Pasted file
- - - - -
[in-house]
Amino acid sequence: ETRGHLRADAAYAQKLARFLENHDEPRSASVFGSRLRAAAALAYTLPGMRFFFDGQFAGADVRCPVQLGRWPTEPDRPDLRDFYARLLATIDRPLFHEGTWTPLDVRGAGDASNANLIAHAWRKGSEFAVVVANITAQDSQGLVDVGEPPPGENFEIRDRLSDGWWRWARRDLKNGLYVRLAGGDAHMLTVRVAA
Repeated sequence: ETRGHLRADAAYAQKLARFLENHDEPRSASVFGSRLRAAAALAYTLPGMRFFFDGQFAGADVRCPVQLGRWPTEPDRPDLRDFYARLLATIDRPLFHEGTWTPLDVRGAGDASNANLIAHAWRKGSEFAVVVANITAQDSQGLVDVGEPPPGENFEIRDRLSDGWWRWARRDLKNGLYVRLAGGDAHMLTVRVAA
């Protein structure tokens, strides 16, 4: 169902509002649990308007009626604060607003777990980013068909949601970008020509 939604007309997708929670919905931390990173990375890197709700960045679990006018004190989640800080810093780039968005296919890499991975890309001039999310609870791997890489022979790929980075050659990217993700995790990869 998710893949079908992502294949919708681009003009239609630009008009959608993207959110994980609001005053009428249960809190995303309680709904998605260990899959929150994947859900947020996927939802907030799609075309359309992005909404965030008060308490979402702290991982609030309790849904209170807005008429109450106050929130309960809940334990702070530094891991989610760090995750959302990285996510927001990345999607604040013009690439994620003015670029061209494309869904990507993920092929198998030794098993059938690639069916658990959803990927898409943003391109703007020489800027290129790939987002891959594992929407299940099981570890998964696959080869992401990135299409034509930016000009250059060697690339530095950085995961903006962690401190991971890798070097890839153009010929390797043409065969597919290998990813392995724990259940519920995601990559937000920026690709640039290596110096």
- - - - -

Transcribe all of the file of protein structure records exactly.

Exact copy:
[in-house]
Amino acid sequence: ETRGHLRADAAYAQKLARFLENHDEPRSASVFGSRLRAAAALAYTLPGMRFFFDGQFAGADVRCPVQLGRWPTEPDRPDLRDFYARLLATIDRPLFHEGTWTPLDVRGAGDASNANLIAHAWRKGSEFAVVVANITAQDSQGLVDVGEPPPGENFEIRDRLSDGWWRWARRDLKNGLYVRLAGGDAHMLTVRVAA
Repeated sequence: ETRGHLRADAAYAQKLARFLENHDEPRSASVFGSRLRAAAALAYTLPGMRFFFDGQFAGADVRCPVQLGRWPTEPDRPDLRDFYARLLATIDRPLFHEGTWTPLDVRGAGDASNANLIAHAWRKGSEFAVVVANITAQDSQGLVDVGEPPPGENFEIRDRLSDGWWRWARRDLKNGLYVRLAGGDAHMLTVRVAA
């Protein structure tokens, strides 16, 4: 169902509002649990308007009626604060607003777990980013068909949601970008020509 939604007309997708929670919905931390990173990375890197709700960045679990006018004190989640800080810093780039968005296919890499991975890309001039999310609870791997890489022979790929980075050659990217993700995790990869 998710893949079908992502294949919708681009003009239609630009008009959608993207959110994980609001005053009428249960809190995303309680709904998605260990899959929150994947859900947020996927939802907030799609075309359309992005909404965030008060308490979402702290991982609030309790849904209170807005008429109450106050929130309960809940334990702070530094891991989610760090995750959302990285996510927001990345999607604040013009690439994620003015670029061209494309869904990507993920092929198998030794098993059938690639069916658990959803990927898409943003391109703007020489800027290129790939987002891959594992929407299940099981570890998964696959080869992401990135299409034509930016000009250059060697690339530095950085995961903006962690401190991971890798070097890839153009010929390797043409065969597919290998990813392995724990259940519920995601990559937000920026690709640039290596110096």